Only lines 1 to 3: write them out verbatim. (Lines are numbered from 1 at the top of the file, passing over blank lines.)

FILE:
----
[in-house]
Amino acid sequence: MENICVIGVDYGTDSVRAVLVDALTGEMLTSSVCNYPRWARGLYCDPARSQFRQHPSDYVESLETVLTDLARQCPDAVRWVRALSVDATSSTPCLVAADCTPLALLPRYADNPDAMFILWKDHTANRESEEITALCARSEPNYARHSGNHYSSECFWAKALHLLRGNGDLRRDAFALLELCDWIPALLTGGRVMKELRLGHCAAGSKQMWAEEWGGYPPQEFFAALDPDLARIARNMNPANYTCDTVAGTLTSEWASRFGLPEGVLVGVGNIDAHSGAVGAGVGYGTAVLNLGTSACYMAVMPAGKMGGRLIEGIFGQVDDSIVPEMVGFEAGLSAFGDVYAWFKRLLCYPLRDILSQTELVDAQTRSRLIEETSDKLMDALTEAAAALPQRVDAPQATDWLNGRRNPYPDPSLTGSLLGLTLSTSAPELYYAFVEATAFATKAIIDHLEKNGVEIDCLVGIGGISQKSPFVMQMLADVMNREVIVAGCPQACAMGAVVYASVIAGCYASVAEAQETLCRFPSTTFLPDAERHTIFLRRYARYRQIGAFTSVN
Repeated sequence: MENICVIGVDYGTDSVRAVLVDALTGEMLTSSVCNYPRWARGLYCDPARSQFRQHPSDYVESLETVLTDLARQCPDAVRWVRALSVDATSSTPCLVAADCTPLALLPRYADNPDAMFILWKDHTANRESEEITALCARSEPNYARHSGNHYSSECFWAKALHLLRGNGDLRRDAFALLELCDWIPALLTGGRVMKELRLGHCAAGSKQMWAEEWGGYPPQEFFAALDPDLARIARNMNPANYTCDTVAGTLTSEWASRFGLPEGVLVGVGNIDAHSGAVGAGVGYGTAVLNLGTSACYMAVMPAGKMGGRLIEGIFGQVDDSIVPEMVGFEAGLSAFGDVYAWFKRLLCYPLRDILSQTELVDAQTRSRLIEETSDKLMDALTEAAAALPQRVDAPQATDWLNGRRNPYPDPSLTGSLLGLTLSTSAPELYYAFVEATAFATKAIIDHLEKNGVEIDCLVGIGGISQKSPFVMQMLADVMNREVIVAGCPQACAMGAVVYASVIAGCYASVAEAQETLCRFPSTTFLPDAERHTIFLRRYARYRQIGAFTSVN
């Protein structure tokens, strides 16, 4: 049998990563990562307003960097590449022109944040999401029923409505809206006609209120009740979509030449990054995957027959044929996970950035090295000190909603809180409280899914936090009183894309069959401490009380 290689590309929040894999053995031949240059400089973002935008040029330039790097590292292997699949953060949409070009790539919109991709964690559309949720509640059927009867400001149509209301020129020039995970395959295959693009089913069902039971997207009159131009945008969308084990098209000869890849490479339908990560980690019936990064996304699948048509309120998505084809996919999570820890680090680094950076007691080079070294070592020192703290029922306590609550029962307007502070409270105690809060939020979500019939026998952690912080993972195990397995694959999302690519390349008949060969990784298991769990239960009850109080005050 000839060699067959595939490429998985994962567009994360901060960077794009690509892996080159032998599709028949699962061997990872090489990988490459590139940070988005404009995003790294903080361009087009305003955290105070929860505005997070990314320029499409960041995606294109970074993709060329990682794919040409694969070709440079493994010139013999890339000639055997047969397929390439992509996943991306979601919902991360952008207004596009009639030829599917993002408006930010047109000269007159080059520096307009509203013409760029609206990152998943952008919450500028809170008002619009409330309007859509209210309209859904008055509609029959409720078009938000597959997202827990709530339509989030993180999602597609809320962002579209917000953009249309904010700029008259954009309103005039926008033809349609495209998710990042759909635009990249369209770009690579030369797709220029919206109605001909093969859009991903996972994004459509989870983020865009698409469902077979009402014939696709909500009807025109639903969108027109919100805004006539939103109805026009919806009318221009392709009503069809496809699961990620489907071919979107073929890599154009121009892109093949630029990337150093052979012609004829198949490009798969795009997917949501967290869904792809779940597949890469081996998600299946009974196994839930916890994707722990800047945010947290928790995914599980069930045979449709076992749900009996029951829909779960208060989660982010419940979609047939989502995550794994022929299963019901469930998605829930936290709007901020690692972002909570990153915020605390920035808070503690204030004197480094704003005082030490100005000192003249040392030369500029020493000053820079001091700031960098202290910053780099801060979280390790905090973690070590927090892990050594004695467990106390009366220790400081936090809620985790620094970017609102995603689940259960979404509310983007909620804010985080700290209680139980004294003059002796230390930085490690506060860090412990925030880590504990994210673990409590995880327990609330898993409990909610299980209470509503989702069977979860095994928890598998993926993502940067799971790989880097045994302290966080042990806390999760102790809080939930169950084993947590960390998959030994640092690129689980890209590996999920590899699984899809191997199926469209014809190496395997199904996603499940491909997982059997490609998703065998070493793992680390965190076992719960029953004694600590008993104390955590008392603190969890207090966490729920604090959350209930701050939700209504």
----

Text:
[in-house]
Amino acid sequence: MENICVIGVDYGTDSVRAVLVDALTGEMLTSSVCNYPRWARGLYCDPARSQFRQHPSDYVESLETVLTDLARQCPDAVRWVRALSVDATSSTPCLVAADCTPLALLPRYADNPDAMFILWKDHTANRESEEITALCARSEPNYARHSGNHYSSECFWAKALHLLRGNGDLRRDAFALLELCDWIPALLTGGRVMKELRLGHCAAGSKQMWAEEWGGYPPQEFFAALDPDLARIARNMNPANYTCDTVAGTLTSEWASRFGLPEGVLVGVGNIDAHSGAVGAGVGYGTAVLNLGTSACYMAVMPAGKMGGRLIEGIFGQVDDSIVPEMVGFEAGLSAFGDVYAWFKRLLCYPLRDILSQTELVDAQTRSRLIEETSDKLMDALTEAAAALPQRVDAPQATDWLNGRRNPYPDPSLTGSLLGLTLSTSAPELYYAFVEATAFATKAIIDHLEKNGVEIDCLVGIGGISQKSPFVMQMLADVMNREVIVAGCPQACAMGAVVYASVIAGCYASVAEAQETLCRFPSTTFLPDAERHTIFLRRYARYRQIGAFTSVN
Repeated sequence: MENICVIGVDYGTDSVRAVLVDALTGEMLTSSVCNYPRWARGLYCDPARSQFRQHPSDYVESLETVLTDLARQCPDAVRWVRALSVDATSSTPCLVAADCTPLALLPRYADNPDAMFILWKDHTANRESEEITALCARSEPNYARHSGNHYSSECFWAKALHLLRGNGDLRRDAFALLELCDWIPALLTGGRVMKELRLGHCAAGSKQMWAEEWGGYPPQEFFAALDPDLARIARNMNPANYTCDTVAGTLTSEWASRFGLPEGVLVGVGNIDAHSGAVGAGVGYGTAVLNLGTSACYMAVMPAGKMGGRLIEGIFGQVDDSIVPEMVGFEAGLSAFGDVYAWFKRLLCYPLRDILSQTELVDAQTRSRLIEETSDKLMDALTEAAAALPQRVDAPQATDWLNGRRNPYPDPSLTGSLLGLTLSTSAPELYYAFVEATAFATKAIIDHLEKNGVEIDCLVGIGGISQKSPFVMQMLADVMNREVIVAGCPQACAMGAVVYASVIAGCYASVAEAQETLCRFPSTTFLPDAERHTIFLRRYARYRQIGAFTSVN